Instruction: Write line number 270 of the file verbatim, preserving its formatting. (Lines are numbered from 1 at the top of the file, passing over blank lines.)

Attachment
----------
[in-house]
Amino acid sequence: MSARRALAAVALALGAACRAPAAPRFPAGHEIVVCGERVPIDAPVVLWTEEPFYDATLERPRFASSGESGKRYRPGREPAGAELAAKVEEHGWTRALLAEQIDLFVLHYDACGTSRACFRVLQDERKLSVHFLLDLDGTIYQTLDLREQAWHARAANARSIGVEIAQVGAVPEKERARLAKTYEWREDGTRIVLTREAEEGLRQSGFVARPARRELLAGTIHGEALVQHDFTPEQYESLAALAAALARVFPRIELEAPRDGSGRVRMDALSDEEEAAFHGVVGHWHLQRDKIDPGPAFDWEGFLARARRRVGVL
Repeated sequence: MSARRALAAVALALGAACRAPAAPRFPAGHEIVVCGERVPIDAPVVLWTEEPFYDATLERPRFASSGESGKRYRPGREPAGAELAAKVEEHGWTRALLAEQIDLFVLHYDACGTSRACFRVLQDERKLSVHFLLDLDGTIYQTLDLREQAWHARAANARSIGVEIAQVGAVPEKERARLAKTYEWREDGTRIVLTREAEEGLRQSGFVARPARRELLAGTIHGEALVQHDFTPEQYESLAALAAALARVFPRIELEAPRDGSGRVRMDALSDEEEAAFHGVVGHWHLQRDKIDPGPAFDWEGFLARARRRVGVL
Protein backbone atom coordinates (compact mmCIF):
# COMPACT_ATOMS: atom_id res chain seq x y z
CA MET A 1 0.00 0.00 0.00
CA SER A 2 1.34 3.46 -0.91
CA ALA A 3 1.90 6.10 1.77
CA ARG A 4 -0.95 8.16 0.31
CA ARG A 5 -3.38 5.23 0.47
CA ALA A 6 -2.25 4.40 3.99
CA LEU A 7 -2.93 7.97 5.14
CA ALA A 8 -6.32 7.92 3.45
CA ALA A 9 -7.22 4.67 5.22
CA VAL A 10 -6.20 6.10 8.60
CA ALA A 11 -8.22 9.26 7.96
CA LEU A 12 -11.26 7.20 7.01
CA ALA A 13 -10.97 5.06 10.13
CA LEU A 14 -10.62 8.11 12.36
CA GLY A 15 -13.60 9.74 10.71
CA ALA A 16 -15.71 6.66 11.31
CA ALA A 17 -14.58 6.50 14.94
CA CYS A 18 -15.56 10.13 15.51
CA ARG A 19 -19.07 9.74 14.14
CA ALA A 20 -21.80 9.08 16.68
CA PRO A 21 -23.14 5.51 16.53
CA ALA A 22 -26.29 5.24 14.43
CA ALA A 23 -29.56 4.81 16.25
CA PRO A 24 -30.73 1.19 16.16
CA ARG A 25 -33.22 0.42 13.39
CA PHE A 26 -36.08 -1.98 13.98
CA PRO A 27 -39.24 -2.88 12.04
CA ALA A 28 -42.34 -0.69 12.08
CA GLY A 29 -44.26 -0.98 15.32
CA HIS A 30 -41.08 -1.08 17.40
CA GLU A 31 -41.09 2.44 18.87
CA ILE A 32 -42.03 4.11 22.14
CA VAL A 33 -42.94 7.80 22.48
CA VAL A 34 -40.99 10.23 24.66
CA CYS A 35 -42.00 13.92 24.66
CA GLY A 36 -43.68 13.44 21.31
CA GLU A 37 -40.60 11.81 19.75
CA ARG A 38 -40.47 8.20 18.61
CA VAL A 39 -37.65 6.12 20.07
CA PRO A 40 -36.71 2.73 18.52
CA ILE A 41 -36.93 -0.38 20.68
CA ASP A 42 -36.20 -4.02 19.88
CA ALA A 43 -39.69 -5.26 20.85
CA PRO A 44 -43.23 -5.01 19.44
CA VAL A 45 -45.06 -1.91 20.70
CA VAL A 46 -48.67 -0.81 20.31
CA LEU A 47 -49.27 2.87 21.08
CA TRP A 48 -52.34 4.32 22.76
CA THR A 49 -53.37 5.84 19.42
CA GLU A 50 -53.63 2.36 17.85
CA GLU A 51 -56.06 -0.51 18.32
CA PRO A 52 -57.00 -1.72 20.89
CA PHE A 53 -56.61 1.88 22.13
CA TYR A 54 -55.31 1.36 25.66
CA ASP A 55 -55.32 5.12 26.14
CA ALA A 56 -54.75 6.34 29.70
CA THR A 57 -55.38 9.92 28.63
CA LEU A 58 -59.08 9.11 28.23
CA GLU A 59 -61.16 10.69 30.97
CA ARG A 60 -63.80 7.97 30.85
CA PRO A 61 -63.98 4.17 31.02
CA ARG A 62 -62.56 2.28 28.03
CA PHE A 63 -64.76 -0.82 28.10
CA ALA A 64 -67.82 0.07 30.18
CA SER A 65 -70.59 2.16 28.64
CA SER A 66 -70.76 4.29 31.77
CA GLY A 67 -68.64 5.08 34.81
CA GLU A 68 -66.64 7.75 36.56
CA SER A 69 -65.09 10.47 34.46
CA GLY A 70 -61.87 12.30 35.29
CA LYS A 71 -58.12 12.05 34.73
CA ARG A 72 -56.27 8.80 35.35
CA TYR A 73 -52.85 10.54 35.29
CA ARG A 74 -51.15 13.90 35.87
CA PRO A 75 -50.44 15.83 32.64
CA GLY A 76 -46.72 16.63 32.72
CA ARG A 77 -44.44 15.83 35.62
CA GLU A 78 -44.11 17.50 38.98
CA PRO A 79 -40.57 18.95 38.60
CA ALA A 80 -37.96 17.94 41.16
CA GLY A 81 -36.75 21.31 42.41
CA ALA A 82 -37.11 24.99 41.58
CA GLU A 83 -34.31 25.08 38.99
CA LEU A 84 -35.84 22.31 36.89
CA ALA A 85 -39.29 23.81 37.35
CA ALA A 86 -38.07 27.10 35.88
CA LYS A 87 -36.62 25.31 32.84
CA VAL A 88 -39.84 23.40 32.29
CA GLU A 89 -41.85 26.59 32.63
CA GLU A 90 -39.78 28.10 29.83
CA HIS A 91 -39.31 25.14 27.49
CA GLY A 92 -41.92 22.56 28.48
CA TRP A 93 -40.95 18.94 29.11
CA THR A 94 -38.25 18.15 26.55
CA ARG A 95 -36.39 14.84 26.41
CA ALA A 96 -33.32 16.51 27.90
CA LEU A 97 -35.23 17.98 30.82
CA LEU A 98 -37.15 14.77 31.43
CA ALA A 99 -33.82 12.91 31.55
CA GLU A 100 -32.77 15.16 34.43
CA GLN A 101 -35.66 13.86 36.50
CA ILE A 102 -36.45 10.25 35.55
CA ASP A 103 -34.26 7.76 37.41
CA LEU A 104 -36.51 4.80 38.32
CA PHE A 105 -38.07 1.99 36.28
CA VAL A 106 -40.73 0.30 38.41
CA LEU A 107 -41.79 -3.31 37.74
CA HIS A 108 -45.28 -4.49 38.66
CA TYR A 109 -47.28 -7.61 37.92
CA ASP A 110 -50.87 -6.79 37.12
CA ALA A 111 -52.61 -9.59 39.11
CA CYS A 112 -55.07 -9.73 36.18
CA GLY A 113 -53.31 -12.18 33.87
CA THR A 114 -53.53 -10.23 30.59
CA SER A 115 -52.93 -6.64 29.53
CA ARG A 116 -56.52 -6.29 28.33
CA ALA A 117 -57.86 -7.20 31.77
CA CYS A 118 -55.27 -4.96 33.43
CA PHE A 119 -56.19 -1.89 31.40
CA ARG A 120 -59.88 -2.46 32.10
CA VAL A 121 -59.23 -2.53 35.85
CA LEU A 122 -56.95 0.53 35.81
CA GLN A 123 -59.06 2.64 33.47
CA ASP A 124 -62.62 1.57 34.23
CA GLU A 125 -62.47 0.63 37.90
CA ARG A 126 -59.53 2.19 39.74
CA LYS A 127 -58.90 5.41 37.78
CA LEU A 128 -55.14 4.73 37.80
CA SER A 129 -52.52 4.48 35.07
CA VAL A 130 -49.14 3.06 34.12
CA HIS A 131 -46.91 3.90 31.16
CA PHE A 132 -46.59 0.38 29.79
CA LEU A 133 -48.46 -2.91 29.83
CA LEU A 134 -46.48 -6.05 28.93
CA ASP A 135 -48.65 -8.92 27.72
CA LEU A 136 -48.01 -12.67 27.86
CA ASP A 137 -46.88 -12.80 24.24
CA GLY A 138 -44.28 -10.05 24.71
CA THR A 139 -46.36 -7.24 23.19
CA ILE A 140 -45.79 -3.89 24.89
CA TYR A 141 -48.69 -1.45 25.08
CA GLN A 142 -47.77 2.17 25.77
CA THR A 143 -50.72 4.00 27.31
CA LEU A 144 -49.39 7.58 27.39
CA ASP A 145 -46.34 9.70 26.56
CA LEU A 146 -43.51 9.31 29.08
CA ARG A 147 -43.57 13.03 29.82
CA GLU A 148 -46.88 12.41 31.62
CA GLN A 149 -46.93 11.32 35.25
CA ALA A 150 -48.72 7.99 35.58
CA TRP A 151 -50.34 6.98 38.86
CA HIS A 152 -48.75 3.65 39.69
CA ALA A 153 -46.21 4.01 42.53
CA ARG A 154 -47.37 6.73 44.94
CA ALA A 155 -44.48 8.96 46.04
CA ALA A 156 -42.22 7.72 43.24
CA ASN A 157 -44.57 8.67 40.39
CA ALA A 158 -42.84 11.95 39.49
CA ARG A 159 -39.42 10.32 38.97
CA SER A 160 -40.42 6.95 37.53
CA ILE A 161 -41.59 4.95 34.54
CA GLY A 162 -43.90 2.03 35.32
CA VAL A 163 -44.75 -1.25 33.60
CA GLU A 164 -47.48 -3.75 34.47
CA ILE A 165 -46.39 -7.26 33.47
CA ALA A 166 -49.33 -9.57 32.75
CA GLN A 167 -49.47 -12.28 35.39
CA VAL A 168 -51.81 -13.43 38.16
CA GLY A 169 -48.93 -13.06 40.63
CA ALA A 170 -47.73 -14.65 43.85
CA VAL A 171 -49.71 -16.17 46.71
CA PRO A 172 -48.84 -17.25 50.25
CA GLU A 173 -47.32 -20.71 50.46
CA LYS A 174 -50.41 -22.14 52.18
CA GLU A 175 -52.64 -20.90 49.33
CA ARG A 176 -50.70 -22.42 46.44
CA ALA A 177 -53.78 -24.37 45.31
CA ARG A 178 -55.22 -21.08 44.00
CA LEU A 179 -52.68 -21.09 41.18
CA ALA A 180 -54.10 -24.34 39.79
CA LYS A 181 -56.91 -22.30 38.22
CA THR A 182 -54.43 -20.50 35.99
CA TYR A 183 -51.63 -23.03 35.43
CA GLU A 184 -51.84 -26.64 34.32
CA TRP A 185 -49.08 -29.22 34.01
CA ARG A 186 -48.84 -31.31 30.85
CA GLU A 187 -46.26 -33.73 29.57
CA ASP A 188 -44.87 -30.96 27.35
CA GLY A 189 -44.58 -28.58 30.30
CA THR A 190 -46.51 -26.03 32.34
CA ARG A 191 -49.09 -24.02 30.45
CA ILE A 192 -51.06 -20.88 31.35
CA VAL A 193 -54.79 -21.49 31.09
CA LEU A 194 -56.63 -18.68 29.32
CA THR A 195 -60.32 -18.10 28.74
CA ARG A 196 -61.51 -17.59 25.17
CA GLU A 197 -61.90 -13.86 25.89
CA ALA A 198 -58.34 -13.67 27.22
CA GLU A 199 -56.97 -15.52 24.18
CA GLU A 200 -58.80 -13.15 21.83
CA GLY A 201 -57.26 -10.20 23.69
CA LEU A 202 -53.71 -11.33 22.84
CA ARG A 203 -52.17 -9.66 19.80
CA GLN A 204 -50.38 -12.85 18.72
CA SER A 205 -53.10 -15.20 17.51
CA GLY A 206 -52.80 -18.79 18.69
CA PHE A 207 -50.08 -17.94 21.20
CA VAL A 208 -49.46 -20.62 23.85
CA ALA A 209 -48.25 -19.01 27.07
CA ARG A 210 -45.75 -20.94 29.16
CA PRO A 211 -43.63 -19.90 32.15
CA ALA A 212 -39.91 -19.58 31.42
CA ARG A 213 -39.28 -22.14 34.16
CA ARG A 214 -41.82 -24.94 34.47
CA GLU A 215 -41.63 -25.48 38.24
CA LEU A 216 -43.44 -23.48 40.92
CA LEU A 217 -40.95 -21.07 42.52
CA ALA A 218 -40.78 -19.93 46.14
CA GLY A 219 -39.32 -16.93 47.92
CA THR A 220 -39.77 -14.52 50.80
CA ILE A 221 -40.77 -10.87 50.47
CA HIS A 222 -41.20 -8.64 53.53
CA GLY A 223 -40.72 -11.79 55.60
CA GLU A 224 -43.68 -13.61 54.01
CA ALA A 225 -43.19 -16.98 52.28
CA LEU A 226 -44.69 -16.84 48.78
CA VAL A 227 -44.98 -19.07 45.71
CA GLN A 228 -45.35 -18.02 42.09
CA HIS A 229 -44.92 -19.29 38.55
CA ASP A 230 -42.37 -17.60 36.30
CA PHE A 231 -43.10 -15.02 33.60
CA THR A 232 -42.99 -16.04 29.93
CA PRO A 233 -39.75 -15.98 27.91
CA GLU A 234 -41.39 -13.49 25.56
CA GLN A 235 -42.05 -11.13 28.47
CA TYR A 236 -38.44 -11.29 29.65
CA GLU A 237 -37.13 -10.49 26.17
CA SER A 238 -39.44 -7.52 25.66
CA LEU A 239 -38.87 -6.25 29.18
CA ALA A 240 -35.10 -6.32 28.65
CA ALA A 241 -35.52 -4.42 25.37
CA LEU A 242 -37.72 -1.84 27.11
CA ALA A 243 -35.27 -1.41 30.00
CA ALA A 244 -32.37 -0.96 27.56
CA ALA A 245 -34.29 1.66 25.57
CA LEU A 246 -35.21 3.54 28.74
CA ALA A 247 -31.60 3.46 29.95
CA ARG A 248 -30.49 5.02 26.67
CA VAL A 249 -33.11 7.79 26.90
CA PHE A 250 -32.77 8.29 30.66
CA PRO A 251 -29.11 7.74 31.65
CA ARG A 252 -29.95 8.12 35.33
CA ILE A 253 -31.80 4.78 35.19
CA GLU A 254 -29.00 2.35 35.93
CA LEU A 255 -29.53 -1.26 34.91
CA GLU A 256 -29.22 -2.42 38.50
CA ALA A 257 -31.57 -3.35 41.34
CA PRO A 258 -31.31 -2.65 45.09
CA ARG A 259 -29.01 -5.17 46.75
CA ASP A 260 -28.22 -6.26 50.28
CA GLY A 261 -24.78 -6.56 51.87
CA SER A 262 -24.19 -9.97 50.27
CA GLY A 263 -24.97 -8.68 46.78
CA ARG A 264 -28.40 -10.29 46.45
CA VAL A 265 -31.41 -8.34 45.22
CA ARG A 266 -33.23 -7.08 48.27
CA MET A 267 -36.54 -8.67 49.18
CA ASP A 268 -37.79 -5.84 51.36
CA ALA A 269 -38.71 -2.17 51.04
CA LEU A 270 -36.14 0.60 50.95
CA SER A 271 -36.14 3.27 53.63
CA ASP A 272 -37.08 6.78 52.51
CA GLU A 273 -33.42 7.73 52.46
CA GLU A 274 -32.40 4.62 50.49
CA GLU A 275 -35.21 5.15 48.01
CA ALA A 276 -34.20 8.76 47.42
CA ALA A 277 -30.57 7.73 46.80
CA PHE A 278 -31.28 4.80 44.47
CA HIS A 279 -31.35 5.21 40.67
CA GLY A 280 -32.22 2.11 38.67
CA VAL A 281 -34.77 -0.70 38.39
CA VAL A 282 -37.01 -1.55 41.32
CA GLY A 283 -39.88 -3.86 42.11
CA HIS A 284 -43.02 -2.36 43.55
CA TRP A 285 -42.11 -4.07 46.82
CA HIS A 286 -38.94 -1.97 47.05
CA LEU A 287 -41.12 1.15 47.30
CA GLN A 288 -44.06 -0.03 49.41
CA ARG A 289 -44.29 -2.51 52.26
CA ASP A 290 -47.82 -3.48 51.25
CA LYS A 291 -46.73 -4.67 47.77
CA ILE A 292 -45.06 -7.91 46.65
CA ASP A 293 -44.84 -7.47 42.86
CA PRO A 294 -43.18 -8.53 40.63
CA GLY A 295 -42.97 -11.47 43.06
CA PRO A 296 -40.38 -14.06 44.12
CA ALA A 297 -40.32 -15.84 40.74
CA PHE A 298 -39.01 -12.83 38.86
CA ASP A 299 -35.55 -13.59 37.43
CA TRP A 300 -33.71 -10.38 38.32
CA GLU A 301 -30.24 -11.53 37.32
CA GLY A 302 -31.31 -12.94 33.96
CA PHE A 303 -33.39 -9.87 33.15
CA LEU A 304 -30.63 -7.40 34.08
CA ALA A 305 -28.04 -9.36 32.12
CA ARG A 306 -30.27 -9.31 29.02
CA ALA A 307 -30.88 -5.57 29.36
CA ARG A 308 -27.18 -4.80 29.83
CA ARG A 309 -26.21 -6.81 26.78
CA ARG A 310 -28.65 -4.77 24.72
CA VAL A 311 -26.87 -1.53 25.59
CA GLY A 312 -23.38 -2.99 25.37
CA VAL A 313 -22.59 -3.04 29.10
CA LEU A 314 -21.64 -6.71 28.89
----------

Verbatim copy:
CA VAL A 265 -31.41 -8.34 45.22